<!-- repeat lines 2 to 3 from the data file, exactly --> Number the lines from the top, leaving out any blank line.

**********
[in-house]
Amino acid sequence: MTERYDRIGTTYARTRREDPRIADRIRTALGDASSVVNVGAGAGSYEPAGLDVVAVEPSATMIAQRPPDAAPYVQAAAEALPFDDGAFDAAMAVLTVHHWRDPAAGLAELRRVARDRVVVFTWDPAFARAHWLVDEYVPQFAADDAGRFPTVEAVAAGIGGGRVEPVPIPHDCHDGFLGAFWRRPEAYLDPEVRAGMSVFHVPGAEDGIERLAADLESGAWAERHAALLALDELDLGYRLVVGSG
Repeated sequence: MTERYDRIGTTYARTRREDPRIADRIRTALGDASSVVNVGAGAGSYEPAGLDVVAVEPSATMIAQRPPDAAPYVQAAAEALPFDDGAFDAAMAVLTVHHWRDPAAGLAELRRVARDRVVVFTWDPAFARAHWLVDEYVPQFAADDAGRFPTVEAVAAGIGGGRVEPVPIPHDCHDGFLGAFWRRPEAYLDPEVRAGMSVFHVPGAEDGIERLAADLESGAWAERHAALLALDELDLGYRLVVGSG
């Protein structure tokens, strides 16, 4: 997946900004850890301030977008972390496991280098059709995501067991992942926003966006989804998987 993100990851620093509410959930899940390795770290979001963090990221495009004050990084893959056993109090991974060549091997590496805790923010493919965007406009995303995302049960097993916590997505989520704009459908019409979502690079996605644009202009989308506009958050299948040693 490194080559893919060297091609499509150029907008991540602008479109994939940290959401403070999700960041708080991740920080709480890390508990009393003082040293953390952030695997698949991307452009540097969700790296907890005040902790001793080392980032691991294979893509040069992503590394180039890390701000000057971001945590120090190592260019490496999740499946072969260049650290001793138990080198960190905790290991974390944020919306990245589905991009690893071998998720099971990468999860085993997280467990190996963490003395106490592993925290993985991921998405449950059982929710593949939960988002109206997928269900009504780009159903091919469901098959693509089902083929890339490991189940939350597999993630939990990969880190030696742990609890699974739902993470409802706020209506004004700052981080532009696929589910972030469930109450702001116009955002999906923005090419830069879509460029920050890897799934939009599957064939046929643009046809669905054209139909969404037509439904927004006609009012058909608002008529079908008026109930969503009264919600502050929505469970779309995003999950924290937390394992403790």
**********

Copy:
Amino acid sequence: MTERYDRIGTTYARTRREDPRIADRIRTALGDASSVVNVGAGAGSYEPAGLDVVAVEPSATMIAQRPPDAAPYVQAAAEALPFDDGAFDAAMAVLTVHHWRDPAAGLAELRRVARDRVVVFTWDPAFARAHWLVDEYVPQFAADDAGRFPTVEAVAAGIGGGRVEPVPIPHDCHDGFLGAFWRRPEAYLDPEVRAGMSVFHVPGAEDGIERLAADLESGAWAERHAALLALDELDLGYRLVVGSG
Repeated sequence: MTERYDRIGTTYARTRREDPRIADRIRTALGDASSVVNVGAGAGSYEPAGLDVVAVEPSATMIAQRPPDAAPYVQAAAEALPFDDGAFDAAMAVLTVHHWRDPAAGLAELRRVARDRVVVFTWDPAFARAHWLVDEYVPQFAADDAGRFPTVEAVAAGIGGGRVEPVPIPHDCHDGFLGAFWRRPEAYLDPEVRAGMSVFHVPGAEDGIERLAADLESGAWAERHAALLALDELDLGYRLVVGSG